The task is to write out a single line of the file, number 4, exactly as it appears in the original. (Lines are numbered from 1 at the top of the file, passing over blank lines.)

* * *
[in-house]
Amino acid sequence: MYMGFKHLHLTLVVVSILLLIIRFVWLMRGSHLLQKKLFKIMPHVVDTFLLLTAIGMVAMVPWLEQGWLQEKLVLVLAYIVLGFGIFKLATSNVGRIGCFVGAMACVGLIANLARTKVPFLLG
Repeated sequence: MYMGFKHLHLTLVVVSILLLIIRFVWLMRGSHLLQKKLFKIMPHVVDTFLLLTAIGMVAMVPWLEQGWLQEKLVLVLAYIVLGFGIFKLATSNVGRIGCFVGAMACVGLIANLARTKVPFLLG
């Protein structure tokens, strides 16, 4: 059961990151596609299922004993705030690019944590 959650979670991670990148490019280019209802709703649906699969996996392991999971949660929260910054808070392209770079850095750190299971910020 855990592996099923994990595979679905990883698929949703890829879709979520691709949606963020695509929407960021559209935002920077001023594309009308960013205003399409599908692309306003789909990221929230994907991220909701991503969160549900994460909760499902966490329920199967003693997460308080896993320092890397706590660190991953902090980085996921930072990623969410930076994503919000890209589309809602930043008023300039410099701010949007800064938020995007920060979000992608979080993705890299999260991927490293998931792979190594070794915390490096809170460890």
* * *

């Protein structure tokens, strides 16, 4: 059961990151596609299922004993705030690019944590 959650979670991670990148490019280019209802709703649906699969996996392991999971949660929260910054808070392209770079850095750190299971910020 855990592996099923994990595979679905990883698929949703890829879709979520691709949606963020695509929407960021559209935002920077001023594309009308960013205003399409599908692309306003789909990221929230994907991220909701991503969160549900994460909760499902966490329920199967003693997460308080896993320092890397706590660190991953902090980085996921930072990623969410930076994503919000890209589309809602930043008023300039410099701010949007800064938020995007920060979000992608979080993705890299999260991927490293998931792979190594070794915390490096809170460890």